Mike Edwards is on the hunt for his next CEO position.
He didn’t come to LeBow this week to hand out resumes, though. The former CEO of Borders and eBags unfolded tales of his life in business, along with a few key bits of clear-eyed wisdom, to several classes of Drexel LeBow undergraduates.
Students enrolled in Foundations of Business, Entrepreneurial Law and Consumer Behavior classes received a whirlwind tour – “30 minutes, 35 years” according to Edwards’ calculations – of his career since graduating from Drexel in 1983, with his various stints as a CEO as highlights.
Edwards’ remarks were honest and self-effacing, punctuated by exclamation of “wow” in both wonderment and disbelief at the highs and lows he’s traversed, particularly during the collapse of Borders in 2011.
“I learned more going through bankruptcy than I did from any of my wins,” he said. “No one loves you when you’re in bankruptcy.” Running a company through an experience like that, he added, is “more than anyone should ever bear. It’s a test of integrity in many ways.”
Edwards found greater success at eBags, where he worked to make improvements, particularly in e-commerce, that eventually resulted in the company being purchased by Samsonite. “It took a lot of hard work and research, which is really a part of the Drexel culture,” he said. “Most people aren’t willing to do that.”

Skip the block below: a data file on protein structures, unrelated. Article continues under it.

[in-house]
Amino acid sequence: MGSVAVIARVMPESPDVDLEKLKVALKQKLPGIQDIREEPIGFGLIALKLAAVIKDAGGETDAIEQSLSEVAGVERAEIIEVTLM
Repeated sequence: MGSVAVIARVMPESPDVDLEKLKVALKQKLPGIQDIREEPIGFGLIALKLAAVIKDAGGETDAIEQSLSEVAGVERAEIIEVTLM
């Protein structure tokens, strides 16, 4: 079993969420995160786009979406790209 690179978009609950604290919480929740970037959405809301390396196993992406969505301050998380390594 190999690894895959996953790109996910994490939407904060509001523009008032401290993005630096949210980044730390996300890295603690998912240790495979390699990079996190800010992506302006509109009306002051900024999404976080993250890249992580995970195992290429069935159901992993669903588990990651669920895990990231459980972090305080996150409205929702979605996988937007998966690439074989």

Edwards highlighted other connections to his alma mater, including citing Bennett S. LeBow ’60, the University’s largest benefactor and namesake of LeBow College of Business, as a mentor and investor; LeBow served as Chairman of the Board and is also a former CEO of Borders. He also noted that his recent nomination to Drexel’s Board of Trustees stands out as “one of my top one or two honors,” alongside receiving an American Heritage Award from the Anti-Defamation League.
As for his next venture at the CEO level, Edwards says he’s researching companies for hours each day, often starting around 4 a.m. Apart from examining a company’s financials, he asks, “Are there things in it people haven’t seen? And can I control it?”
He’s looking at challenging cases in particular. “I come in when no one thinks it can be done,” he said. “I find that exciting.”
Following this frank and wide-ranging talk, Edwards weighed in on larger business-world issues, like the battle for supremacy between Amazon, Google and Facebook, while answering a lively stream of student questions.
Jon Gulardo, a business and entrepreneurship major, had a front-row seat for the talk. “I thought it was incredible. It’s really rare to hear someone of that high caliber,” he said. “I wish more students could have heard it.”
Natalie Pedersen, assistant professor of legal studies, hosted Edwards during her Entrepreneurial Law class. She was encouraged by both the quantity and quality of the students’ questions. “He was speaking to an audience that’s interested in starting their own businesses, so for them, I think he was very relatable,” she said. “It’s amazing for students to hear from someone at that high a level who’s job-searching himself.”